On March 8th, the Southern Nevada Strong coalition hosted an educational discussion about electric vehicles. The event was organized by Marie Steele, Manager of Electric Vehicles and Renewable Energy at NV Energy, with support from the Nevada Governor’s Office of Energy and the Southern Nevada Regional Transportation Commission.

Electric School Bus Showcased by Adomani

Electric School Bus Showcased by Adomani

Electric School Bus Specifications by Adomani

Electric School Bus Specifications by Adomani

NAVYA autonomous electric shuttle bus exhibited by Keolis

NAVYA autonomous electric shuttle bus exhibited by Keolis

The location of the EV presentation was at the Mobility Training Center of the RTC in Las Vegas and featured electric buses from Proterra, NAVYA, GreenPower Bus, and Adomani, as well as electric cars from Nissan, Tesla, and BMW.

Nissan Regional EV Sales Manager Valerie Kornahrens and Roland Lewis, Fleet Sales Manager from United Nissan explain features of Nissan LEAF.

Nissan Regional EV Sales Manager Valerie Kornahrens and Roland Lewis, Fleet Sales Manager from United Nissan explain features of Nissan LEAF.

Ahern Energy provided portable solar-powered trailers that supported a ChargePoint AC Level 2 charging station to replenish the battery packs of the vehicles on display while parked.

Ahern Energy portable solar-powered trailer can recharge electric cars and also feature programmable advertising on a digital billboard display.

Ahern Energy portable solar-powered trailer can recharge electric cars and also feature programmable advertising on a digital billboard display.

NV Energy electrified fleet service truck

NV Energy electrified fleet service truck

NV Energy also showcased some of its electric-powered fleet vehicles, including a tool truck and a service rig with an electric cherry-picker lift basket.

Discussion Panel and Speakers

Introductory speakers included Tina Quigley, General Manager of the Southern Nevada Regional Transportation Commission, Joe Reynolds, Chairman of the Public Utilities Commission of Nevada, and Pat Egan, Senior Vice President of Renewable Energy and Smart Infrastructure at NV Energy.

Reynolds emphasized efforts by Governor Brian Sandoval’s administration to make the state friendly to electric vehicles at all levels of government as part of his vision for a New Nevada economy. PUC Commissioner Paul Thomsen is leading an investigatory effort to solicit suggestions for regulation reform from the Nevada EV community that will encourage ownership and transportation of these vehicles within the state.

Pat Egan, Senior VP of Renewable Energy and Smart Infrastrucuture at NV Energy introduces EV discussion panel at Southern Nevada Strong event.

Pat Egan, Senior VP of Renewable Energy and Smart Infrastrucuture at NV Energy introduces EV discussion panel at Southern Nevada Strong event.

Egan, a former member of the Oregon Transportation Commission, saw the benefits of promoting electric vehicles in that state, in order to make it a leader in EV technology adoption. These included reduced pollutant emissions, improved health environment, cheaper quality transportation, support for vehicle electrification, and development of strategic charging station infrastructure.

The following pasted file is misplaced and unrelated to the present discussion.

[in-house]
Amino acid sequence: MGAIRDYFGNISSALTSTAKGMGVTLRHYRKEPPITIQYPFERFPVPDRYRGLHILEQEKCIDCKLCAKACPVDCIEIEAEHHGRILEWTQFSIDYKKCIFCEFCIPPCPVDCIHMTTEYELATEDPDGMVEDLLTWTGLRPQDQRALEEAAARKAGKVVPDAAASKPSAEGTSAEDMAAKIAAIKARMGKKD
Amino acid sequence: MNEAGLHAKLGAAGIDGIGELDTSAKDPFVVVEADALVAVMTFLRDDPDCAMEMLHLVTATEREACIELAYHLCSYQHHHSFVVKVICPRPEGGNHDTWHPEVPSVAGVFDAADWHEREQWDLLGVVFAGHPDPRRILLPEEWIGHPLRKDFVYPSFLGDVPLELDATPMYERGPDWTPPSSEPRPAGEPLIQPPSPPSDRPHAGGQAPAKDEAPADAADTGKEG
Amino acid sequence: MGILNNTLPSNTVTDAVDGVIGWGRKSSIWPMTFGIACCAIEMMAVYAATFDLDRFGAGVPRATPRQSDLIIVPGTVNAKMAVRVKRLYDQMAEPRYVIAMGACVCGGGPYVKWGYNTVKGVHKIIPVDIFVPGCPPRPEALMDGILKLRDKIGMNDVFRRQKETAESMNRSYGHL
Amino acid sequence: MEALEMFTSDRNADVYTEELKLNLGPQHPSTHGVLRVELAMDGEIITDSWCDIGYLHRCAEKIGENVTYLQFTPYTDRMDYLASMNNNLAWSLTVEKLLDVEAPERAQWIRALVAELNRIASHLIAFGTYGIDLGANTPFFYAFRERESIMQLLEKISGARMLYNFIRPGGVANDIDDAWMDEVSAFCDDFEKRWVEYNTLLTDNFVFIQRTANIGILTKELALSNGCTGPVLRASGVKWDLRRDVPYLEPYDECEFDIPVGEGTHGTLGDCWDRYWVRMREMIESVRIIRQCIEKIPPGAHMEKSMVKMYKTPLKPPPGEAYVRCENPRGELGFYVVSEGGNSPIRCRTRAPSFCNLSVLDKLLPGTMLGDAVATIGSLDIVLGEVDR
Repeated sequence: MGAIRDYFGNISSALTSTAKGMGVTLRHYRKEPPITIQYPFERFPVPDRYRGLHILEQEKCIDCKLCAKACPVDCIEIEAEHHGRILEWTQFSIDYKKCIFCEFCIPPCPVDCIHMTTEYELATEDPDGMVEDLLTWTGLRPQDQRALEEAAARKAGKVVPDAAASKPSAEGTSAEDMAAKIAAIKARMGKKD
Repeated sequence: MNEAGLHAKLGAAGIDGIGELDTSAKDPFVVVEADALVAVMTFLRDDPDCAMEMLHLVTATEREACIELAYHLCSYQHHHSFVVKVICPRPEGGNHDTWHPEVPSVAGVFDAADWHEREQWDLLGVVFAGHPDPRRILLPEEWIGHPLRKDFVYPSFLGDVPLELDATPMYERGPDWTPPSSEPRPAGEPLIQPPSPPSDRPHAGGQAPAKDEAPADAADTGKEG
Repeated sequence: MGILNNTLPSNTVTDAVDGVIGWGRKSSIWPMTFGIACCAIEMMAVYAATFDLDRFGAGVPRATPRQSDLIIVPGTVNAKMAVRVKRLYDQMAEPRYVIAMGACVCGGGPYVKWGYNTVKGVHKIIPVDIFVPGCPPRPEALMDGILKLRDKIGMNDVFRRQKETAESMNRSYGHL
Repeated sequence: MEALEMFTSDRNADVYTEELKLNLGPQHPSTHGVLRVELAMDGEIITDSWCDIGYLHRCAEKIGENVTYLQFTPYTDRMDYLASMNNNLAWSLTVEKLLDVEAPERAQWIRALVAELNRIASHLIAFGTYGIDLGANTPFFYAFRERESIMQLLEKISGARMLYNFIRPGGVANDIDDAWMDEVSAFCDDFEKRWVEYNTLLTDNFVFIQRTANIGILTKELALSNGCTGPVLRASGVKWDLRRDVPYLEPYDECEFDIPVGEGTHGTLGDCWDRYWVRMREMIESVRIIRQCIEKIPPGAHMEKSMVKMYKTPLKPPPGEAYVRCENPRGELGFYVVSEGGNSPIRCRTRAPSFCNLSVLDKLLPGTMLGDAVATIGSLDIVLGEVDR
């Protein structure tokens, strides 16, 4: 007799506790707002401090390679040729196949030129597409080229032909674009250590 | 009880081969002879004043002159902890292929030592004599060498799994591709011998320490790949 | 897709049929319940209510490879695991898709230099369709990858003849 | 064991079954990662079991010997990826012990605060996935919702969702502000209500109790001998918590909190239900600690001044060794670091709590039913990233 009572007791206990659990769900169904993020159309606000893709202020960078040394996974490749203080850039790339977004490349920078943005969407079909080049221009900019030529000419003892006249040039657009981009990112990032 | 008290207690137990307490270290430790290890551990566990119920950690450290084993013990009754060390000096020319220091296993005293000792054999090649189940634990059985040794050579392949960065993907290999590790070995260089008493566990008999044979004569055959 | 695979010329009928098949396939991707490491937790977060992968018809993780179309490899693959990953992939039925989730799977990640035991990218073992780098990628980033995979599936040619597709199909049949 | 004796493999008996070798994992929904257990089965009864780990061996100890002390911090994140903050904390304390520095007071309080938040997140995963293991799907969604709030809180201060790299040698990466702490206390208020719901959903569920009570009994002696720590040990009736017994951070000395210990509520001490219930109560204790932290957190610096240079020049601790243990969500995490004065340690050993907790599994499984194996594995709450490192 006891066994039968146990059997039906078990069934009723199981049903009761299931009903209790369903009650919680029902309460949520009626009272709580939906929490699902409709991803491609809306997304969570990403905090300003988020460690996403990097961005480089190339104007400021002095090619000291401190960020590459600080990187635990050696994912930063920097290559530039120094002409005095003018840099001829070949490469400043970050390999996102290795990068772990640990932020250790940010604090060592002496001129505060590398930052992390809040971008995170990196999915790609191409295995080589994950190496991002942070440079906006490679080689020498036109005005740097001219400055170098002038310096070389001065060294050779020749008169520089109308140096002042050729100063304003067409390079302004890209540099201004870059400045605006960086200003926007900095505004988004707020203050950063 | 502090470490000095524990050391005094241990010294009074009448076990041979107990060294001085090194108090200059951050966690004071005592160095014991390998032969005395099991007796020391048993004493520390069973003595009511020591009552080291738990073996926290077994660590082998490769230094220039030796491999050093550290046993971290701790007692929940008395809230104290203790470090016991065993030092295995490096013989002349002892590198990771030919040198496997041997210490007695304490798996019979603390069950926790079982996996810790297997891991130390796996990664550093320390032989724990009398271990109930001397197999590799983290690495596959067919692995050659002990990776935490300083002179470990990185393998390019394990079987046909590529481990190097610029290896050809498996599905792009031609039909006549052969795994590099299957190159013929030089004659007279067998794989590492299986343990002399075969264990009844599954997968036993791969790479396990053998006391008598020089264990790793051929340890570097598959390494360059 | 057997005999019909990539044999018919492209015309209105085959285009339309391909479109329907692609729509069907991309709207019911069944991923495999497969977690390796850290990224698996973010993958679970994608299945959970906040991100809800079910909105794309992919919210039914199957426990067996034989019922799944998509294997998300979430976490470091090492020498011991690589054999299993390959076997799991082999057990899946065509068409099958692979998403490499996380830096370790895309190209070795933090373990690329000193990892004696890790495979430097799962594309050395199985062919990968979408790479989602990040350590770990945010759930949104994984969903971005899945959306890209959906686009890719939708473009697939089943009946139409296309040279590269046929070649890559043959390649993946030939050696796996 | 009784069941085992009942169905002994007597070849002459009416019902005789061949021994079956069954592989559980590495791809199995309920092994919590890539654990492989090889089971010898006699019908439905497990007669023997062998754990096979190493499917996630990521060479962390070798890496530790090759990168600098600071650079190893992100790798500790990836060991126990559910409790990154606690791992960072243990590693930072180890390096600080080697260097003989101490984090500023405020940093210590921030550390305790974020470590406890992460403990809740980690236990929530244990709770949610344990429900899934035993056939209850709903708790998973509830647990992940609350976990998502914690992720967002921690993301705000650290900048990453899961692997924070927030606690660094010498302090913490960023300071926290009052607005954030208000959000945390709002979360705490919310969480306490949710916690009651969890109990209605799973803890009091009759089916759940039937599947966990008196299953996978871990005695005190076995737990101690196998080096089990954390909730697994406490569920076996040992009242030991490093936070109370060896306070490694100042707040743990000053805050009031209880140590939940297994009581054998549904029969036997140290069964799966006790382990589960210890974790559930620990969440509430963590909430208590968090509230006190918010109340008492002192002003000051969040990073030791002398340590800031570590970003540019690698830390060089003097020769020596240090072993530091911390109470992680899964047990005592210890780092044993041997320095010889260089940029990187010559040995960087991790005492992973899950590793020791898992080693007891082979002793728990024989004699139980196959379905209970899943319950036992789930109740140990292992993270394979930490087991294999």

Egan noted NV Energy efforts to increase EVSE infrastructure through a Shared Investment Program begun in 2012 that helped build out partnerships with host sites to stage ChargePoint EVSE around urban areas of Las Vegas and Reno. Since 2013, the connected ChargePoint systems have recorded 95,000 charging sessions statewide that have reduced Greenhouse Gas Emissions in Nevada by 300 tons over three years.

Three discussion panel sessions during the morning event informed the attending audience about the latest statewide developments concerning electric vehicles and EV supply equipment infrastructure, as well as opportunities for fleet electrification.

Marie Steele, Manager of Electric Vehicles and Renewable Energy at NV Energy moderated discussion panels

Marie Steele, Manager of Electric Vehicles and Renewable Energy at NV Energy moderated discussion panels

EV Marketplace and the Nevada Economy

The first discussion panel, that focused on the EV marketplace and Nevada economy, was moderated by Marie Steele of NV Energy and featured Daniel Witt, Senior Manager of Business Development and Policy at Tesla, Inc. and Alejandro Zamorano, Clean Energy and Advanced Transportation Analyst at Bloomberg.

Steele noted that there were 2,896 registered plug-in electric vehicles through the Nevada Department of Motor Vehicles as of December 2016, that included 1,548 battery-powered EVs and 1,348 plug-in hybrid EVs. Total EV penetration was about 0.47 percent, compared to over 3 percent registration of plug-in electric vehicles within California.

However about 40 percent of the 43 million visitors to southern Nevada each year drive their vehicles from California, according to Tina Quigley of the Southern Nevada Regional Transportation Commission.

Nevada road and highway usage by these vehicles is not yet being compensated in the same manner as gasoline pump taxes are levied, to provide funds for roadway maintenance. As more EVs become available on Nevada roads and highways, some means will eventually need to be developed for EV drivers to pay their fair share.

Zamorano from Bloomberg highlighted his company’s financial analysis of the EV market globally, showing that global sales popped during the fourth quarter of 2016, with over 200,000 vehicles sold worldwide, a 55 percent increase over Q4 in 2015.